Why Talking on a Cell Phone Distracts Drivers, From the Harvard Mental Health Letter

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It seems counterintuitive: why is talking on a cell phone while driving any more distracting than talking to a passenger? The reasons have to do with the way our brains process information, reports the Harvard Mental Health Letter.

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It seems counterintuitive: why is talking on a cell phone while driving any more distracting than talking to a passenger? The reasons have to do with the way our brains process information, reports the Harvard Mental Health Letter.

About eight in 10 Americans who own cell phones use them while driving. The results can be disastrous. Federal experts estimate that people talking on cell phones while driving cause about one-third of U.S. traffic accidents—about 1.6 million a year.

Although people like to think they can multitask, cognitive research suggests that the brain tends to focus on one major activity at a time, says Dr. Michael Miller, editor in chief of the Harvard Mental Health Letter. Talking on a cell phone may cause “inattention blindness” to anything else going on at the same time.

Studies using driving simulators have compared conversations taking place by cell phone with those that occur in person. Cell phone conversations do not vary much in response to changing traffic conditions (perhaps no surprise, because only the driver is actually aware of what is happening on the road). In contrast, drivers and passengers tend to stop talking when a traffic problem develops. Moreover, passengers often become another set of eyes and ears, helping the driver navigate. Even the smartest of “smart phones” can’t do that.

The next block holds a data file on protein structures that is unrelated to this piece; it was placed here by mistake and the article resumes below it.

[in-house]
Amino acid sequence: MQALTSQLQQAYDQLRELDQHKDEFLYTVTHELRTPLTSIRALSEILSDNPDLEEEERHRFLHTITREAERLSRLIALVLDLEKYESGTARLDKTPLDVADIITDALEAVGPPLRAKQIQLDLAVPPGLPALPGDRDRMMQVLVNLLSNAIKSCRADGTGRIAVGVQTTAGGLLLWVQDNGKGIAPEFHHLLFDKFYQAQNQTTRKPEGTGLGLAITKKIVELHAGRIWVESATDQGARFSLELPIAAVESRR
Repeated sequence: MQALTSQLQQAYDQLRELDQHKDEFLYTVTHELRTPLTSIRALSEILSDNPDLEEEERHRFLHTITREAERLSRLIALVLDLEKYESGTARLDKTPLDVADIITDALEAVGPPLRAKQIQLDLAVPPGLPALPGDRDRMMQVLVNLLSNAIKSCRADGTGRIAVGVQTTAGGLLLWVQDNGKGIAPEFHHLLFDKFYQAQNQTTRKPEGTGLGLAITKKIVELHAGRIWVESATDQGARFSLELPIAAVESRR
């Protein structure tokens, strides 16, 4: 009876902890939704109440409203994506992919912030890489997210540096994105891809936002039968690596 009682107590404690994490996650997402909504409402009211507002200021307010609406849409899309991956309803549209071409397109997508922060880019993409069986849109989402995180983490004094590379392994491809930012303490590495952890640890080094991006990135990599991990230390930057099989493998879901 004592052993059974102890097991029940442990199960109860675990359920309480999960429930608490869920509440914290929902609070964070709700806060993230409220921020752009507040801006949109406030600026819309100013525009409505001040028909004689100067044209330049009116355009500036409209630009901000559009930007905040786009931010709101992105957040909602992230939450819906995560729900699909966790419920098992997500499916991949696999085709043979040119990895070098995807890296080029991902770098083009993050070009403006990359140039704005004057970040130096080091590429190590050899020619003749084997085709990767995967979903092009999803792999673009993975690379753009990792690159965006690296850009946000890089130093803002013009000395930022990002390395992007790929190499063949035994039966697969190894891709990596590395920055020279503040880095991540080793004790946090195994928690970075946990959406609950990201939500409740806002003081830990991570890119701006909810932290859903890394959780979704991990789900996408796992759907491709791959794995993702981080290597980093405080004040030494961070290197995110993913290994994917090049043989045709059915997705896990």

Also in this issue:

Psychodynamic therapy

Autism spectrum disorders

Transcranial magnetic stimulation for depression

Study finds people become happier as they age

Catatonia

The Harvard Mental Health Letter is available from Harvard Health Publications (http://www.health.harvard.edu), the publishing division of Harvard Medical School, for $59 per year. Subscribe at http://www.health.harvard.edu/mentalor by calling 877-649-9457 (toll-free).

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Raquel Schott
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